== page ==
Line & Color, iii


The paper for this project is a handmade kozo paper. It is a thin, lightweight paper. One purpose of this painting adventure is to test how the paper handles repeated thin washes of color – bleeding? wearing? weakening of the fibers? So far, it is holding up beautifully, and does not seem to be buckling or pilling with the layers of color. The natural color of the paper is a very pale warm beige.

The key to layering colors is not to put them on too wet – that is, making sure the brush is damp but not wet. Then, pick up some of the color, blot the brush a little, and then onto the paper. I start toward the central areas, just in case the brush is wetter than I think it is, and if there is some bleeding, it won’t leak out into areas I want white or another color. The brush I am using is a very small brush, and the bristles are cat hair! It comes to a very fine, delicate point, even when wet, with a nice resiliance to it, even loaded with water and color.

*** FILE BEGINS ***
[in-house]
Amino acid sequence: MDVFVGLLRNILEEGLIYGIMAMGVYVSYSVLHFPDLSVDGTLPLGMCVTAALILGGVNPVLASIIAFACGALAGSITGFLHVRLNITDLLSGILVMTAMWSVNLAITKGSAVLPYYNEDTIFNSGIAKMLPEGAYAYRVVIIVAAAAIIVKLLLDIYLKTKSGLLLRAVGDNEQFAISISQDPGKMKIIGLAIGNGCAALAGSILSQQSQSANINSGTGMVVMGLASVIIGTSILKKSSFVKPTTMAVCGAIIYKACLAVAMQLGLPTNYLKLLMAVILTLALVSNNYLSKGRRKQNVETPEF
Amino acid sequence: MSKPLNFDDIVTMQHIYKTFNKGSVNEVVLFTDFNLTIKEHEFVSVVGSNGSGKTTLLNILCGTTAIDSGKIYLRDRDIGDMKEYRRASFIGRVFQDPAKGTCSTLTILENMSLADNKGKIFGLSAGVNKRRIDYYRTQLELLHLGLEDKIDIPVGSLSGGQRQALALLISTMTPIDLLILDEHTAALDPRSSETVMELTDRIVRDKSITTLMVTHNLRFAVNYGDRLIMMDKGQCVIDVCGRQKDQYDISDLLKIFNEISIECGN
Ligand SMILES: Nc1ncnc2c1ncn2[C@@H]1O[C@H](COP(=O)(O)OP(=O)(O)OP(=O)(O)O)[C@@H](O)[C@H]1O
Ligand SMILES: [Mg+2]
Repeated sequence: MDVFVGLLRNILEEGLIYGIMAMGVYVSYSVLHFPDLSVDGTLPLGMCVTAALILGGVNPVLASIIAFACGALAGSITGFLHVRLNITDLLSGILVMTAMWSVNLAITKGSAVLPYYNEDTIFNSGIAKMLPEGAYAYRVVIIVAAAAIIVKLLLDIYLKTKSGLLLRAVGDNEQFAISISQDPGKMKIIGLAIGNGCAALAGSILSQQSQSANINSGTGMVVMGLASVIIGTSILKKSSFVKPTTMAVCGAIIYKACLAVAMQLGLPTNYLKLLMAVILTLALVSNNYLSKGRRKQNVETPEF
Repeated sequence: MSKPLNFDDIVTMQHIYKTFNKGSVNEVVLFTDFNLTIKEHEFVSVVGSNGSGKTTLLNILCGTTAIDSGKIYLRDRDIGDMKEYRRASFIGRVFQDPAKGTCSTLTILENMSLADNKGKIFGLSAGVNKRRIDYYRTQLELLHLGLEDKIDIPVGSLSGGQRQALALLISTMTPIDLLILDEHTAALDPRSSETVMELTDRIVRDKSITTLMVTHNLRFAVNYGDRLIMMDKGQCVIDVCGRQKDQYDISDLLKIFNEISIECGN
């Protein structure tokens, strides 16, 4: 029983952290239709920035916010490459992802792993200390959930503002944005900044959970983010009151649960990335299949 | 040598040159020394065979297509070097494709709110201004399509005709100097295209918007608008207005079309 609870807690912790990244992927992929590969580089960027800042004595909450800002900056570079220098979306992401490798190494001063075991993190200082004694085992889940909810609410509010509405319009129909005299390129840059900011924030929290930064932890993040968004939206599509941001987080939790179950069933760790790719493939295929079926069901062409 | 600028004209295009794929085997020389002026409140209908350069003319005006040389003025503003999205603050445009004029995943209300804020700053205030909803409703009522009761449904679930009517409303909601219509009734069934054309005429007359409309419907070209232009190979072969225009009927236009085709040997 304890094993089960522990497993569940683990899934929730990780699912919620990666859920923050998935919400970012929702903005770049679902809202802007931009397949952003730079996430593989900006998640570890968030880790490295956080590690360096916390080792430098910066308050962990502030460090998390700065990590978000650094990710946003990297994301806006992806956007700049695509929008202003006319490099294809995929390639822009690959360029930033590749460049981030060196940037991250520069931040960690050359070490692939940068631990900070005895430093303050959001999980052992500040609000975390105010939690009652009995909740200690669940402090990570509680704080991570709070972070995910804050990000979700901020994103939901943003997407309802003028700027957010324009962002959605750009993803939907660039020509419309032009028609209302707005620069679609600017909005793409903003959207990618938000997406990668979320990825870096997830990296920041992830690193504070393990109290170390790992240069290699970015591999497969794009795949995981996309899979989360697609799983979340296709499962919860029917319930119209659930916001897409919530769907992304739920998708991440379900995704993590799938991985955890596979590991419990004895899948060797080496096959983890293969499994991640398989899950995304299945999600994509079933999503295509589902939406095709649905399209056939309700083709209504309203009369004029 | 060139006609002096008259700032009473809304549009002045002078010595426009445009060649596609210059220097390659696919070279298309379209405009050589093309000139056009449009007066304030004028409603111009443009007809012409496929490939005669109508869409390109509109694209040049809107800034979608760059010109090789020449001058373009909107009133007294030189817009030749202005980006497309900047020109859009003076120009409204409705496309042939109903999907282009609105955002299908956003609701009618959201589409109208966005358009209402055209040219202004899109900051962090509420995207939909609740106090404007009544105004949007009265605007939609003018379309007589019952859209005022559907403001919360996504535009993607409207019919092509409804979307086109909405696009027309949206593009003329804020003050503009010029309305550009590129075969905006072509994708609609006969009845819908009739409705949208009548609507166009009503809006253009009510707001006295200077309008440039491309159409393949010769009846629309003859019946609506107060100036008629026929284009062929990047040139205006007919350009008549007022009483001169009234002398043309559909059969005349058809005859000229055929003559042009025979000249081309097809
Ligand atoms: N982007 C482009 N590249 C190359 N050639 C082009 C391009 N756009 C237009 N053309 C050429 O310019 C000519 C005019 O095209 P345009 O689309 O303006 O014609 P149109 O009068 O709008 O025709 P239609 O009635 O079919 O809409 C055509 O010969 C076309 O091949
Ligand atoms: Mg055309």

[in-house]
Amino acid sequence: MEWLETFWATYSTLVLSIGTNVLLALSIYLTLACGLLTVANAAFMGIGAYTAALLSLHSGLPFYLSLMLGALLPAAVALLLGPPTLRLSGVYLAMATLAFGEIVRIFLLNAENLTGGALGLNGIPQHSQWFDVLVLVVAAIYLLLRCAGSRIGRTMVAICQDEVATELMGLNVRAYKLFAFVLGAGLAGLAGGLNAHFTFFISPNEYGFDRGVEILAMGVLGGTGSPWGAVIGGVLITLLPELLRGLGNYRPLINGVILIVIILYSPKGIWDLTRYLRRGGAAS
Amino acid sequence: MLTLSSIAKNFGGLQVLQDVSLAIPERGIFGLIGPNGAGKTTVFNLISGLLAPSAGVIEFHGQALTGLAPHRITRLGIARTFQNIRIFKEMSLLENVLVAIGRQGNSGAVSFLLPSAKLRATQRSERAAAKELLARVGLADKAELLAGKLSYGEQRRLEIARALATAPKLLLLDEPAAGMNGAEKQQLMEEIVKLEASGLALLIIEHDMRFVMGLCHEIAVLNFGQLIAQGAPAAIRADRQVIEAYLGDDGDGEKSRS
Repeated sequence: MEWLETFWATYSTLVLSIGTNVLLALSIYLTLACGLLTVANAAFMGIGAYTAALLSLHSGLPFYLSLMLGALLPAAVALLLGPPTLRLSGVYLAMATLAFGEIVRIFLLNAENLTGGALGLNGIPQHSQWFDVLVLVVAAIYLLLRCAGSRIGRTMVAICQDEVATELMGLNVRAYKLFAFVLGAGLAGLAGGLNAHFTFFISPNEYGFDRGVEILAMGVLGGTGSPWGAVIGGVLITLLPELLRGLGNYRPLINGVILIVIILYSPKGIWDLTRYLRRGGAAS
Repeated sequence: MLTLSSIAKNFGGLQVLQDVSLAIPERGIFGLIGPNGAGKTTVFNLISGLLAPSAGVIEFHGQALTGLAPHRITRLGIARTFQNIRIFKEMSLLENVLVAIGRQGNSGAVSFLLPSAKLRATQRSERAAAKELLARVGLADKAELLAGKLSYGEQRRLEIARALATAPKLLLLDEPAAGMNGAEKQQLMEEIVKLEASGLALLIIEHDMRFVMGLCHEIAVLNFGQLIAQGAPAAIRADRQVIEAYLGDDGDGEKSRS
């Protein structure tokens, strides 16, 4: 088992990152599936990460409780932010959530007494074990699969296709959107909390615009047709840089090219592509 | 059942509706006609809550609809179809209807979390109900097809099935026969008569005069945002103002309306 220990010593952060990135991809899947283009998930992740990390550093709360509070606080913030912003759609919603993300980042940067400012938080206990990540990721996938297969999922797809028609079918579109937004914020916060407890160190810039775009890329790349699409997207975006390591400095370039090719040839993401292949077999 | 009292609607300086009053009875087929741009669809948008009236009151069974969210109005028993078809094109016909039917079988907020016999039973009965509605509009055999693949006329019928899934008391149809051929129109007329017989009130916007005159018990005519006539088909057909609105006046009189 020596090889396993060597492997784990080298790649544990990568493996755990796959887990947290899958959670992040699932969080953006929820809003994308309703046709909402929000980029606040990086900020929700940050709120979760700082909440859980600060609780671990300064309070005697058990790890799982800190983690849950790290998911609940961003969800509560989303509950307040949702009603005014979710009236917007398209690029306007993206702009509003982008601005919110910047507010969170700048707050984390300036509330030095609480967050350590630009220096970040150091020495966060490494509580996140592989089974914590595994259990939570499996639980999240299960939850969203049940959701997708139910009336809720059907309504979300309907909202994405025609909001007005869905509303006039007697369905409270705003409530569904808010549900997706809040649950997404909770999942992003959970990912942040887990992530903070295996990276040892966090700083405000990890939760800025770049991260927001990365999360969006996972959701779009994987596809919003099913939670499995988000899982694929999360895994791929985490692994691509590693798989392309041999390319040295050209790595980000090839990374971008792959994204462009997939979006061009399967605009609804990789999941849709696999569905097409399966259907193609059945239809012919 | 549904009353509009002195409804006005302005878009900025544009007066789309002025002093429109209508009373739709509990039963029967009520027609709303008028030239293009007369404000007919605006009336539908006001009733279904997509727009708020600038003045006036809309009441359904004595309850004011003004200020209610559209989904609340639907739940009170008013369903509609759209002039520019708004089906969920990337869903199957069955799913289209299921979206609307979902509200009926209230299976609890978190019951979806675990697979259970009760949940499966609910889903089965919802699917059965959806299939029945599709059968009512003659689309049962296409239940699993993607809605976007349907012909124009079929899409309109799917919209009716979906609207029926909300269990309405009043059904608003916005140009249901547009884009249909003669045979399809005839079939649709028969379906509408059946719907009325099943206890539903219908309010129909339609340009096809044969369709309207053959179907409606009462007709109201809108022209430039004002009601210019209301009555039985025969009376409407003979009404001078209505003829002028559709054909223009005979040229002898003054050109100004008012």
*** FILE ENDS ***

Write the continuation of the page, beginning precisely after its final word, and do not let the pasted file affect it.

The following picture illustrates the beginning of layering of a warm green over the yellows. This warm yellow was applied over both cool and warm yellows, to see the effects of the underlying yellow on the now overlying green. Some areas of the leaves were not evenly covered so that when the cooler green is applied, some variation of warm and cool will hopefully appear.

Follows is a detail of one of the leaves, so you can see the variations within a leaf.


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